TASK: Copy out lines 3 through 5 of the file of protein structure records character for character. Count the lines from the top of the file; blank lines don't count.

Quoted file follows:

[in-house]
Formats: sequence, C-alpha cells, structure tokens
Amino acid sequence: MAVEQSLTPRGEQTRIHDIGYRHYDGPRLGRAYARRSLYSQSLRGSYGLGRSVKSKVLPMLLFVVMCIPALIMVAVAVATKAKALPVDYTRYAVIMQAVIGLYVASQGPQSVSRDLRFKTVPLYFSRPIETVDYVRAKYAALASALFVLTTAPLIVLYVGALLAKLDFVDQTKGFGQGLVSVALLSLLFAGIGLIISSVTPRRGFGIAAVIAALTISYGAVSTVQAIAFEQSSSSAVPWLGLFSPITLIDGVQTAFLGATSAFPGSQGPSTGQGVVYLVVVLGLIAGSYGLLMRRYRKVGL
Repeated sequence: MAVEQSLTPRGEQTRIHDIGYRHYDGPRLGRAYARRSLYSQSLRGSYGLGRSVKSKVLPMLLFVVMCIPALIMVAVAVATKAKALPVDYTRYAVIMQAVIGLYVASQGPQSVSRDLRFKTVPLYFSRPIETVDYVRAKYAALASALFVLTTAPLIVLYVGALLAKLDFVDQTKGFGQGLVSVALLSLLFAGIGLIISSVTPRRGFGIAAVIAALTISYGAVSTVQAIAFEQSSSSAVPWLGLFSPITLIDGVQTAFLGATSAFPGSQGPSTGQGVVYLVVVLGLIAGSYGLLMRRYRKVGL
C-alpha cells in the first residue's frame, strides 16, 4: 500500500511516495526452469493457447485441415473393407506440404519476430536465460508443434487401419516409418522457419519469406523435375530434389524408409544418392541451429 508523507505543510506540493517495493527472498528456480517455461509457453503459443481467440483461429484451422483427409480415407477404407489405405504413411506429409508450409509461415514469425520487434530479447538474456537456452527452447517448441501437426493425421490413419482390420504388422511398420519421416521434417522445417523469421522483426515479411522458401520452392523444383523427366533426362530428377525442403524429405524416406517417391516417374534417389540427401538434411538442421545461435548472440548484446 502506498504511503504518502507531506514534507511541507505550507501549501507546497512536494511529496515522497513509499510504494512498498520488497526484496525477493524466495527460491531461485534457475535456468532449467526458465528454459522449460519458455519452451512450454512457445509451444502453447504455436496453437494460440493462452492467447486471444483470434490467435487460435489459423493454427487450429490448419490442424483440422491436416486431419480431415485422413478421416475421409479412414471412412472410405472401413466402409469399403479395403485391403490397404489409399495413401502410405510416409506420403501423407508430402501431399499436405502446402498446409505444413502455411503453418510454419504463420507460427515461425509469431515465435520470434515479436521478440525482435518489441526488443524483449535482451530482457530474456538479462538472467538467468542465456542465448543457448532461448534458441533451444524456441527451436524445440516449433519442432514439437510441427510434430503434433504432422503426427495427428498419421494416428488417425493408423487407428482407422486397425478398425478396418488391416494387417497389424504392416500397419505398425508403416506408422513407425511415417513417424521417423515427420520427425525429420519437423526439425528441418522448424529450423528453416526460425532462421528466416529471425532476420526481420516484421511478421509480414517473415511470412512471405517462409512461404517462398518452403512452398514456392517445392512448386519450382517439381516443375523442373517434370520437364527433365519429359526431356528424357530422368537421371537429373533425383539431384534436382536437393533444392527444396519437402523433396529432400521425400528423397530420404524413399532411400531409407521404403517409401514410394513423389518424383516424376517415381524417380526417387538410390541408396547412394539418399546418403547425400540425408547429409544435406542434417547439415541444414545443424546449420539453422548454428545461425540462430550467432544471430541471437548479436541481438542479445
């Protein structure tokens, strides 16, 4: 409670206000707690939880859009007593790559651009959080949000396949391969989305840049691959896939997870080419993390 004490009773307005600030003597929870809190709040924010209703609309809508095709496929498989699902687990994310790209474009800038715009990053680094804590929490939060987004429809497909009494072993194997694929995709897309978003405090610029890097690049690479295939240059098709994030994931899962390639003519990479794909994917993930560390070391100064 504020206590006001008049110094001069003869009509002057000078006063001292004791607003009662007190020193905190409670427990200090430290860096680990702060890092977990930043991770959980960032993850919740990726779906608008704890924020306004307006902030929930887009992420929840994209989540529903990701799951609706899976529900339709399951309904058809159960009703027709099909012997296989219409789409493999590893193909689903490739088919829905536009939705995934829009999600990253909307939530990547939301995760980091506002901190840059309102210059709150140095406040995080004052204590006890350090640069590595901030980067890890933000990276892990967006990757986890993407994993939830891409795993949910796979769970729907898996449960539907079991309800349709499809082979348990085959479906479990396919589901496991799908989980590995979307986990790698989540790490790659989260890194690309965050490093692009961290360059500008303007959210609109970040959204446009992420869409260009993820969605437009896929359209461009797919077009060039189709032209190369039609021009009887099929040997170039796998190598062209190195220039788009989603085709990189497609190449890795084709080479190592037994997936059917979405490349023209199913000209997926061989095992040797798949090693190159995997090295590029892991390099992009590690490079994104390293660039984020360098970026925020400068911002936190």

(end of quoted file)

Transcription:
Amino acid sequence: MAVEQSLTPRGEQTRIHDIGYRHYDGPRLGRAYARRSLYSQSLRGSYGLGRSVKSKVLPMLLFVVMCIPALIMVAVAVATKAKALPVDYTRYAVIMQAVIGLYVASQGPQSVSRDLRFKTVPLYFSRPIETVDYVRAKYAALASALFVLTTAPLIVLYVGALLAKLDFVDQTKGFGQGLVSVALLSLLFAGIGLIISSVTPRRGFGIAAVIAALTISYGAVSTVQAIAFEQSSSSAVPWLGLFSPITLIDGVQTAFLGATSAFPGSQGPSTGQGVVYLVVVLGLIAGSYGLLMRRYRKVGL
Repeated sequence: MAVEQSLTPRGEQTRIHDIGYRHYDGPRLGRAYARRSLYSQSLRGSYGLGRSVKSKVLPMLLFVVMCIPALIMVAVAVATKAKALPVDYTRYAVIMQAVIGLYVASQGPQSVSRDLRFKTVPLYFSRPIETVDYVRAKYAALASALFVLTTAPLIVLYVGALLAKLDFVDQTKGFGQGLVSVALLSLLFAGIGLIISSVTPRRGFGIAAVIAALTISYGAVSTVQAIAFEQSSSSAVPWLGLFSPITLIDGVQTAFLGATSAFPGSQGPSTGQGVVYLVVVLGLIAGSYGLLMRRYRKVGL
C-alpha cells in the first residue's frame, strides 16, 4: 500500500511516495526452469493457447485441415473393407506440404519476430536465460508443434487401419516409418522457419519469406523435375530434389524408409544418392541451429 508523507505543510506540493517495493527472498528456480517455461509457453503459443481467440483461429484451422483427409480415407477404407489405405504413411506429409508450409509461415514469425520487434530479447538474456537456452527452447517448441501437426493425421490413419482390420504388422511398420519421416521434417522445417523469421522483426515479411522458401520452392523444383523427366533426362530428377525442403524429405524416406517417391516417374534417389540427401538434411538442421545461435548472440548484446 502506498504511503504518502507531506514534507511541507505550507501549501507546497512536494511529496515522497513509499510504494512498498520488497526484496525477493524466495527460491531461485534457475535456468532449467526458465528454459522449460519458455519452451512450454512457445509451444502453447504455436496453437494460440493462452492467447486471444483470434490467435487460435489459423493454427487450429490448419490442424483440422491436416486431419480431415485422413478421416475421409479412414471412412472410405472401413466402409469399403479395403485391403490397404489409399495413401502410405510416409506420403501423407508430402501431399499436405502446402498446409505444413502455411503453418510454419504463420507460427515461425509469431515465435520470434515479436521478440525482435518489441526488443524483449535482451530482457530474456538479462538472467538467468542465456542465448543457448532461448534458441533451444524456441527451436524445440516449433519442432514439437510441427510434430503434433504432422503426427495427428498419421494416428488417425493408423487407428482407422486397425478398425478396418488391416494387417497389424504392416500397419505398425508403416506408422513407425511415417513417424521417423515427420520427425525429420519437423526439425528441418522448424529450423528453416526460425532462421528466416529471425532476420526481420516484421511478421509480414517473415511470412512471405517462409512461404517462398518452403512452398514456392517445392512448386519450382517439381516443375523442373517434370520437364527433365519429359526431356528424357530422368537421371537429373533425383539431384534436382536437393533444392527444396519437402523433396529432400521425400528423397530420404524413399532411400531409407521404403517409401514410394513423389518424383516424376517415381524417380526417387538410390541408396547412394539418399546418403547425400540425408547429409544435406542434417547439415541444414545443424546449420539453422548454428545461425540462430550467432544471430541471437548479436541481438542479445